Snap to it: there's a gallery in cyberspace for your shots

Jasmine Birtles on opportunities for amateur photographers

The advent of digital cameras and the proliferation of online picture agen- cies mean good amateur photographers now find it easier than ever to make cash from their hobby.

"We're looking for spontaneous pictures," says Jane-Louise Green at online photo agency Picturenation ( "At the moment we need a lot more pictures of people and more business shots, particularly of people working at different things like DIY, cutting a hedge – that kind of thing. We're building a record of the 21st century so we're interested in all kinds of pictures of modern life – they can be quite ordinary situations."

Like many other agencies, Picturenation sells photos at different resolutions – low (for websites), medium and high (for publications). Snappers make money whenever their picture is sold. At Picturenation, that ranges from 15p (for low resolution) to £30.

Another specialist agency that targets good amateur photographers is Scoopt (, which was recently bought by Getty Images (, the largest online photo agency in the world. Hugh Pinney from Getty explains: "Scoopt takes breaking-news images, and we will even accept mobile phone photographs if they are the only ones available. It's a question of being in the right place at the right time: pictures of this summer's fires in Greece from a Scoopt member made the centrefold in The Guardian."

If you have old snaps lying around that are quirky or interesting, they could also net you some cash. Some agencies specialise in pictures of historic interest, notably Mary Evans ( and Heritage (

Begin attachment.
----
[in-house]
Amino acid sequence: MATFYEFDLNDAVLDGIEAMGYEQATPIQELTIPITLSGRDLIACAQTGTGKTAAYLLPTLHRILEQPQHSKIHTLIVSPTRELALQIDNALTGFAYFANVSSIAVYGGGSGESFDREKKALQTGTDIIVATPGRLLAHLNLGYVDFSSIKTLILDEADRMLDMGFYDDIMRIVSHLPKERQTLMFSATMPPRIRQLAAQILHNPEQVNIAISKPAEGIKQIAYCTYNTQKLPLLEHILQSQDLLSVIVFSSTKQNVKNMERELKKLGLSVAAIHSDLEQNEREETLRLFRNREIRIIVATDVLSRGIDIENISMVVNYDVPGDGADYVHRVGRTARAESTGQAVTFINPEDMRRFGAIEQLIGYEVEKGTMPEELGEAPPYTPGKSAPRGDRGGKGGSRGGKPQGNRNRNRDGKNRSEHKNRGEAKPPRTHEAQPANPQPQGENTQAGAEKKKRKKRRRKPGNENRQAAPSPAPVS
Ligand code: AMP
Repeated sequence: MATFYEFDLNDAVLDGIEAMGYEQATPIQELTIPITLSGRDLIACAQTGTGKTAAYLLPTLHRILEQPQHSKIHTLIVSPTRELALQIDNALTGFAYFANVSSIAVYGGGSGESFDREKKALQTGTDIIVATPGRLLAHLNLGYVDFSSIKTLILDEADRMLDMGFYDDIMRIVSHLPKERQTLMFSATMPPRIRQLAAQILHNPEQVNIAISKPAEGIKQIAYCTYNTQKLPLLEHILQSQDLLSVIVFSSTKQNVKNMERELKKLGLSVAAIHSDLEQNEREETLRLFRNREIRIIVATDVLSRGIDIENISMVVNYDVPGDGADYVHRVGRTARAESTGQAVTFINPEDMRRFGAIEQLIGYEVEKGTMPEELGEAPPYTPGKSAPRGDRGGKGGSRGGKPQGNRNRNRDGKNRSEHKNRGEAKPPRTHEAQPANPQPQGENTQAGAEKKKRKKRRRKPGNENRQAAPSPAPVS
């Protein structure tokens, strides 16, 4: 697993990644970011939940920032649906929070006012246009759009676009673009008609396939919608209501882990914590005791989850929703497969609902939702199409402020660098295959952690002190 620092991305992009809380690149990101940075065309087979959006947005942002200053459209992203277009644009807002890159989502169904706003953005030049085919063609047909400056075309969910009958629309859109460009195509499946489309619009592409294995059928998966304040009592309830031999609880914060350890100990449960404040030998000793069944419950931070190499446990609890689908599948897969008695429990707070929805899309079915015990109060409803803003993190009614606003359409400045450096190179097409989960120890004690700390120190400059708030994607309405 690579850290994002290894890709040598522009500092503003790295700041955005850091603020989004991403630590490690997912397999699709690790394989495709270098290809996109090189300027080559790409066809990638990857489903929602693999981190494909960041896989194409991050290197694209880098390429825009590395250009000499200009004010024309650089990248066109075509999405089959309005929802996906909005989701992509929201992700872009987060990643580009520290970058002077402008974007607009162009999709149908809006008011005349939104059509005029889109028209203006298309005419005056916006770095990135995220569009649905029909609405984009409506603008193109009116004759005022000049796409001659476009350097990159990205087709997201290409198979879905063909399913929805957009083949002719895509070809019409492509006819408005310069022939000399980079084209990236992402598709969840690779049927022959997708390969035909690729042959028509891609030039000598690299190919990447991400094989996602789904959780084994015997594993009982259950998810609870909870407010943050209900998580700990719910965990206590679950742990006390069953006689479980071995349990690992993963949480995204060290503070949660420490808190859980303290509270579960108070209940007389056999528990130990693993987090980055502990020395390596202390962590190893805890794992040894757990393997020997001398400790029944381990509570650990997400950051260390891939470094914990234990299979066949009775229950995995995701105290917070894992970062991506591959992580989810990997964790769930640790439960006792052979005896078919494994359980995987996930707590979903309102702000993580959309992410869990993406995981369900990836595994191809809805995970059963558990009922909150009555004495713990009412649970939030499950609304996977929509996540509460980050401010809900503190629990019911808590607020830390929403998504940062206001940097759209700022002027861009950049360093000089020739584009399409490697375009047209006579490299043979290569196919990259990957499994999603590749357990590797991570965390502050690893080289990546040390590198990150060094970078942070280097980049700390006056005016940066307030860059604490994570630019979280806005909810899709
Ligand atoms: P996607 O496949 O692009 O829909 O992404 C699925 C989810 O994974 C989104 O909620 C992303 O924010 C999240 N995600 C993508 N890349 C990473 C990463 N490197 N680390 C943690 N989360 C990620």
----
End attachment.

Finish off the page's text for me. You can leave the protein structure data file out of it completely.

Tony Boxall, 78, an amateur photographer for over 40 years, has sold shots to both these sites, most of them black and white and largely spontaneous. "I gave myself a project of photographing true Romany gypsies from 1964 to 1969 and ended up with three thousand pictures," he says. "I sat on them for years and then I started selling them to picture libraries. I think I've made about £70,000 from my hobby so far."

All the agencies have rules governing how pictures should be uploaded and described, which you need to follow. In addition, people in the pictures have to sign a model-release form in which they expressly give their permission for their image to be used.

'I've made £14.48 so far'

Physiotherapist Lisa Butler, 39, has been a keen amateur snapper for over two decades. She has three children and regularly sells photos of them and those of her friends.

"I used to take pictures of the children at the playgroup in our village. After a while, I started selling them to the children's parents and I gave the money to the playgroup."

In March this year, she also started to sell her photos through Picturenation. "It's nice to use – it's easy to upload your photos."

To date, she has not earnt enough money to give up her day job. "I've made the princely sum of £14.48 so far," she laughs. "But once they're on the site, I expect they will just carry on making money."